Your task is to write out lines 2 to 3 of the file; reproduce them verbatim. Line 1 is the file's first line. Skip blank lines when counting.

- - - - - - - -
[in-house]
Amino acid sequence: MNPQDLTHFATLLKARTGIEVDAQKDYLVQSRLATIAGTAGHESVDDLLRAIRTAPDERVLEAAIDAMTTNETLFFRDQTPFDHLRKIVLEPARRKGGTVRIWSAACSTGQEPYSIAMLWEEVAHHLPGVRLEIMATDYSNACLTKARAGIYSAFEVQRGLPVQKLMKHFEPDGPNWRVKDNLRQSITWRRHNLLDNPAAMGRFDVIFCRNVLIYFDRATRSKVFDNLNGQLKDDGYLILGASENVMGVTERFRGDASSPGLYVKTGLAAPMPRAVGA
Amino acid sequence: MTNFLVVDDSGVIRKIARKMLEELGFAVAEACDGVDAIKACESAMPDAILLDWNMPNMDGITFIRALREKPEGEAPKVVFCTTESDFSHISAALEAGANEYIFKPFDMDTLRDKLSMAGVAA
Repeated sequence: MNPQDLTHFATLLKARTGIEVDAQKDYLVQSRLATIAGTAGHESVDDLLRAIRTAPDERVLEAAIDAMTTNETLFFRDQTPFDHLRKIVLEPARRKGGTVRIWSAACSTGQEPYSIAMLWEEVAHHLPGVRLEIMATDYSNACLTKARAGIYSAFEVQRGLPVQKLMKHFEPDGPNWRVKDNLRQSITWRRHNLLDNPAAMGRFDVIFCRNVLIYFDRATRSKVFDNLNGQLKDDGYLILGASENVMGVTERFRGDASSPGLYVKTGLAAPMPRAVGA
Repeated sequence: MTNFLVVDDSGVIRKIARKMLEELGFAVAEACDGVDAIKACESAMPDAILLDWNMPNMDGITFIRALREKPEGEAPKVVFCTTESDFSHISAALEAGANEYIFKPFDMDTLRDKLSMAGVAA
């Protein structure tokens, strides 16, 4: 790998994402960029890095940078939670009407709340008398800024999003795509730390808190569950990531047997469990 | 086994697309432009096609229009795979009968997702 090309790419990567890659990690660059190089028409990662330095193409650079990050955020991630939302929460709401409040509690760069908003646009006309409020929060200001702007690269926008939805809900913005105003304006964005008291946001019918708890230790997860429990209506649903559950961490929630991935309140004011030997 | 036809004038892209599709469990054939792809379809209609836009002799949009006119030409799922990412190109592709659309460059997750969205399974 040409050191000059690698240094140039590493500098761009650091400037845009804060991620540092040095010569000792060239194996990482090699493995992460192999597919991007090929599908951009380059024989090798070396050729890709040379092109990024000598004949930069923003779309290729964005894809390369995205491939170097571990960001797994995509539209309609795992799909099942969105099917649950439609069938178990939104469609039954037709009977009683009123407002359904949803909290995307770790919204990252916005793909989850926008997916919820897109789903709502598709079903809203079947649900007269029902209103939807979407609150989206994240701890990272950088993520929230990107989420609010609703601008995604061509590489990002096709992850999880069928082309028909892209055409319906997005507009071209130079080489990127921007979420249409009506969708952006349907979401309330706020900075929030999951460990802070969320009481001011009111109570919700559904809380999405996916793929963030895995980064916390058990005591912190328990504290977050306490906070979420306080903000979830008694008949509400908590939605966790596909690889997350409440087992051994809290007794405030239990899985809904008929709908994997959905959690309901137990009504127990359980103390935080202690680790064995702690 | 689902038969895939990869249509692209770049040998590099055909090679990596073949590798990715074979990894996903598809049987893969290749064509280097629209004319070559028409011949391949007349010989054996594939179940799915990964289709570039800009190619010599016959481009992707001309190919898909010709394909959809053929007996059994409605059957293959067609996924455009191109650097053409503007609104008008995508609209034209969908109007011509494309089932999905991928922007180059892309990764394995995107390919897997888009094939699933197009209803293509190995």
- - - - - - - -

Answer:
Amino acid sequence: MNPQDLTHFATLLKARTGIEVDAQKDYLVQSRLATIAGTAGHESVDDLLRAIRTAPDERVLEAAIDAMTTNETLFFRDQTPFDHLRKIVLEPARRKGGTVRIWSAACSTGQEPYSIAMLWEEVAHHLPGVRLEIMATDYSNACLTKARAGIYSAFEVQRGLPVQKLMKHFEPDGPNWRVKDNLRQSITWRRHNLLDNPAAMGRFDVIFCRNVLIYFDRATRSKVFDNLNGQLKDDGYLILGASENVMGVTERFRGDASSPGLYVKTGLAAPMPRAVGA
Amino acid sequence: MTNFLVVDDSGVIRKIARKMLEELGFAVAEACDGVDAIKACESAMPDAILLDWNMPNMDGITFIRALREKPEGEAPKVVFCTTESDFSHISAALEAGANEYIFKPFDMDTLRDKLSMAGVAA